The French word <canivaux> means the gutter. In Paris, every day, street sweepers (wielding lurid green plastic versions of the witch’s ‘besom’ broom) block off the gutters near to drains using carefully crafted mini dams made of rolled up carpet tied with string. They turn on the water from a hydrant further up the street and let the water sluice all the trash down towards the ‘dam’. They then turn off the water and scoop up the rubbish into their carts. I began photographing first the exotic rolled up carpet-dams, then the content of the gutters themselves. The ‘odd one out’ in this series is the pink ball, washed up on a beach in Thailand… This was the image that started me thinking of photographing found (or abandoned) objects in the streets of Paris – unexpected objects out of their original context. The series is part of my work on abandoned objects in Paris, called Paris Traces.
Meditations on the relationships between humans and the rest of the natural world
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iPhone photos around West Hampstead
I walked into the courtyard of Somerset House a week or so ago, drawn by an arc of wrapped animal heads around the fountains. I only found out later that these were by Ai Weiwei, his forthcoming exhibition, still under wraps. As we still do not know where he is, it somehow seemed appropriate to see his work hidden, gagged.
A few days ago I led a group of students on the Goldsmiths MA course in Photography and Urban Cultures along the Ravensbourne River in Deptford, starting at Brookmill Park and ending at the Thames. The river becomes Deptford Creek at Deptford Bridge. It was a damp day and we arrived at the park later than I’d hoped, so the tide was already coming in. This makes the river appear to be flowing backwards (upstream).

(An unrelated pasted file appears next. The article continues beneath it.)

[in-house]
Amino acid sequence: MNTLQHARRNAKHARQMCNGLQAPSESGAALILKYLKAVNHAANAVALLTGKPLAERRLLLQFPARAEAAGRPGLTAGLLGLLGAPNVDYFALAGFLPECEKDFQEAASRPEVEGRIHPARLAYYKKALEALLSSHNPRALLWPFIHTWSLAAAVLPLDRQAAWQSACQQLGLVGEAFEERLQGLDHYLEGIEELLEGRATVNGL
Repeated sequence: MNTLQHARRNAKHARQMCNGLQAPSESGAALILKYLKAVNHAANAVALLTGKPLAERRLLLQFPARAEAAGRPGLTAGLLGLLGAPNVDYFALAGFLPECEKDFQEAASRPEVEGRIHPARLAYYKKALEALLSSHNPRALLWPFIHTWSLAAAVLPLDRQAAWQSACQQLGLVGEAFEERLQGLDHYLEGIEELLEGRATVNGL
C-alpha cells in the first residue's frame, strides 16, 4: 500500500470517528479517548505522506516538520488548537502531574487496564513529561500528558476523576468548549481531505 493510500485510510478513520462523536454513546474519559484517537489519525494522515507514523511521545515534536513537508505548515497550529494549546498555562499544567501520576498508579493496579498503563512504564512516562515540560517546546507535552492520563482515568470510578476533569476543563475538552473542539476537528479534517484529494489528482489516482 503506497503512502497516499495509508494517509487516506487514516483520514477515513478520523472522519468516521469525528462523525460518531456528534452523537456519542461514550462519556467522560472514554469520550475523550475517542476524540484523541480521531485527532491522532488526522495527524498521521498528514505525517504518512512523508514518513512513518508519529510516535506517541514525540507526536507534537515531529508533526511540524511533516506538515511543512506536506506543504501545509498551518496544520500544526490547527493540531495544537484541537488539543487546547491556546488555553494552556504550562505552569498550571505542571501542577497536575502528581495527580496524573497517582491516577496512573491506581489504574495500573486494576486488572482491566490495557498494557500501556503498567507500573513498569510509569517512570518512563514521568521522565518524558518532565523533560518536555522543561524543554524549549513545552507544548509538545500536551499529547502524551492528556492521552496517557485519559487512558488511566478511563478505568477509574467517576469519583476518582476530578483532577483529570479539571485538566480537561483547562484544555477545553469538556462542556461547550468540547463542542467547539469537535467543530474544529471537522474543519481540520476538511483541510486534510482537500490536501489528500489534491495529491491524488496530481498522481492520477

While most of the students were off exploring the park, Cati, one of the students, from Portugal, and I struck up a conversation with two men – Terry and Paul – who were sitting on a bench gazing at the river. I’ve met Terry (on the right in the photo) before and know that he’s very knowledgeable about the wildlife in the park and around the river, as it winds through reeds and willow trees. They quickly pointed out a fox, hunting on the opposite bank as a heron also hunted at the water’s edge. A family of ducks swam up and down the river, watchful of the fox. The fox, who had an injured leg, moved slowly towards the heron. But as it came close, the heron took to the air, beating its great wings like a pterodactyl, lifting itself heavily into the air and flying downstream.
Spending a couple of weeks’ holiday in Union Hall, on the south-west coast of Cork, Ireland, with the family, we met painter Paul Ringrose, who has been showing a magnificent set of paintings of woodland interiors, mostly fringing the coast near to where he lives. The show was at the Doswell Gallery in Roscarberry, and came down on 3 September. Photos of the paintings on the gallery’s site give a good idea of the work.